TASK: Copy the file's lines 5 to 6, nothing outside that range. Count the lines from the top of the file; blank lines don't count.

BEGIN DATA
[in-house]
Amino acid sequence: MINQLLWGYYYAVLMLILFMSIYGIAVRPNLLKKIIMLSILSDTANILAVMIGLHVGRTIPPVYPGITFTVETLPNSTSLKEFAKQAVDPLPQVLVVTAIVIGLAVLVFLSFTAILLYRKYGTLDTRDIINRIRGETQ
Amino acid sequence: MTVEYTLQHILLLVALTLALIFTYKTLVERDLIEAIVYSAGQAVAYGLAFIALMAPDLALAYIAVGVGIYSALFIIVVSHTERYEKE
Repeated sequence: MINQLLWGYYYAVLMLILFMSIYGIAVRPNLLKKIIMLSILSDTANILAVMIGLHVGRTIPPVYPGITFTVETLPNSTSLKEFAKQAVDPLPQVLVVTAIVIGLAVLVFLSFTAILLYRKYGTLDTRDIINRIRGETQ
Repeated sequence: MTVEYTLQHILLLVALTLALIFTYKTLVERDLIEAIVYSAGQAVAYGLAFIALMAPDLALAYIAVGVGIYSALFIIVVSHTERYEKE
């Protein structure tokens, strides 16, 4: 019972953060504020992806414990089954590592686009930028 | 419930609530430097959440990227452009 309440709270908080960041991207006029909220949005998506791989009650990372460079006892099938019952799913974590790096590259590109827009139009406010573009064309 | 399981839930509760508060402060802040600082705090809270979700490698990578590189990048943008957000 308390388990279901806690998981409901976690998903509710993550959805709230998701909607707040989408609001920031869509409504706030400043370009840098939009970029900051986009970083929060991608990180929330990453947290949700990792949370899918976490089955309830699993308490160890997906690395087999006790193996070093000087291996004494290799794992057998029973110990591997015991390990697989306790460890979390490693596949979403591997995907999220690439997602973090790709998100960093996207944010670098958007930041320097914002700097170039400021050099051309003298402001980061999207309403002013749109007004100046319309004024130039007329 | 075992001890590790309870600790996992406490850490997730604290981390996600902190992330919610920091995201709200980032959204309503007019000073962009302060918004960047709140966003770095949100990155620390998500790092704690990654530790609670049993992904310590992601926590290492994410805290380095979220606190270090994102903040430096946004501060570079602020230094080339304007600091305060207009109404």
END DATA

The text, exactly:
Repeated sequence: MTVEYTLQHILLLVALTLALIFTYKTLVERDLIEAIVYSAGQAVAYGLAFIALMAPDLALAYIAVGVGIYSALFIIVVSHTERYEKE
């Protein structure tokens, strides 16, 4: 019972953060504020992806414990089954590592686009930028 | 419930609530430097959440990227452009 309440709270908080960041991207006029909220949005998506791989009650990372460079006892099938019952799913974590790096590259590109827009139009406010573009064309 | 399981839930509760508060402060802040600082705090809270979700490698990578590189990048943008957000 308390388990279901806690998981409901976690998903509710993550959805709230998701909607707040989408609001920031869509409504706030400043370009840098939009970029900051986009970083929060991608990180929330990453947290949700990792949370899918976490089955309830699993308490160890997906690395087999006790193996070093000087291996004494290799794992057998029973110990591997015991390990697989306790460890979390490693596949979403591997995907999220690439997602973090790709998100960093996207944010670098958007930041320097914002700097170039400021050099051309003298402001980061999207309403002013749109007004100046319309004024130039007329 | 075992001890590790309870600790996992406490850490997730604290981390996600902190992330919610920091995201709200980032959204309503007019000073962009302060918004960047709140966003770095949100990155620390998500790092704690990654530790609670049993992904310590992601926590290492994410805290380095979220606190270090994102903040430096946004501060570079602020230094080339304007600091305060207009109404």